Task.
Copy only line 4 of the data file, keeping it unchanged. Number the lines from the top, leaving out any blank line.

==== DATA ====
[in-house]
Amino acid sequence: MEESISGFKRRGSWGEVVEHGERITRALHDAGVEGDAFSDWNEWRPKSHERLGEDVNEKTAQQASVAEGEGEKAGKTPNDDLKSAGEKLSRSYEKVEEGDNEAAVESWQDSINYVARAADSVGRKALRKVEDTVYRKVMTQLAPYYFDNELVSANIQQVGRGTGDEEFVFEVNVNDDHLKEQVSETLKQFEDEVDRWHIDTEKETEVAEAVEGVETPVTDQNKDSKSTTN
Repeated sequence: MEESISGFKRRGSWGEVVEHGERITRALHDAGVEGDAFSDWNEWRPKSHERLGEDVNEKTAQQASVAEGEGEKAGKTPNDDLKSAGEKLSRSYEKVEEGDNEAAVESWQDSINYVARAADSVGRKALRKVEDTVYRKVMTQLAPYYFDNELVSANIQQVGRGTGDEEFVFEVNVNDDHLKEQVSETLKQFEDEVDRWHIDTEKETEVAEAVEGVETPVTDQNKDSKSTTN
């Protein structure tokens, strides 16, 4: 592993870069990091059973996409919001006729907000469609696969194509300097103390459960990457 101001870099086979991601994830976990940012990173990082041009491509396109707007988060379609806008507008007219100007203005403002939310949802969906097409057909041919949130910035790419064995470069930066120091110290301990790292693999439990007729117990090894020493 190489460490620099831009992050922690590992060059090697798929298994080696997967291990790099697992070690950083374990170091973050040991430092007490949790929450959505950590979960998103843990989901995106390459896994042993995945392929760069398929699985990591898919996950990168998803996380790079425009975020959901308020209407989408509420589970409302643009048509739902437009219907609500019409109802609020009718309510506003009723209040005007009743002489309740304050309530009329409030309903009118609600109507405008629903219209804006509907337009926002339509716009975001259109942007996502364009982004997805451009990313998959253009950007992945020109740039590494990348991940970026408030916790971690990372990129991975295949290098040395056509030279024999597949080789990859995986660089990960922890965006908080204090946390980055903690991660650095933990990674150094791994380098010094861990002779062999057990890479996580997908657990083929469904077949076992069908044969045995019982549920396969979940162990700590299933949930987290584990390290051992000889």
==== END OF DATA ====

């Protein structure tokens, strides 16, 4: 592993870069990091059973996409919001006729907000469609696969194509300097103390459960990457 101001870099086979991601994830976990940012990173990082041009491509396109707007988060379609806008507008007219100007203005403002939310949802969906097409057909041919949130910035790419064995470069930066120091110290301990790292693999439990007729117990090894020493 190489460490620099831009992050922690590992060059090697798929298994080696997967291990790099697992070690950083374990170091973050040991430092007490949790929450959505950590979960998103843990989901995106390459896994042993995945392929760069398929699985990591898919996950990168998803996380790079425009975020959901308020209407989408509420589970409302643009048509739902437009219907609500019409109802609020009718309510506003009723209040005007009743002489309740304050309530009329409030309903009118609600109507405008629903219209804006509907337009926002339509716009975001259109942007996502364009982004997805451009990313998959253009950007992945020109740039590494990348991940970026408030916790971690990372990129991975295949290098040395056509030279024999597949080789990859995986660089990960922890965006908080204090946390980055903690991660650095933990990674150094791994380098010094861990002779062999057990890479996580997908657990083929469904077949076992069908044969045995019982549920396969979940162990700590299933949930987290584990390290051992000889």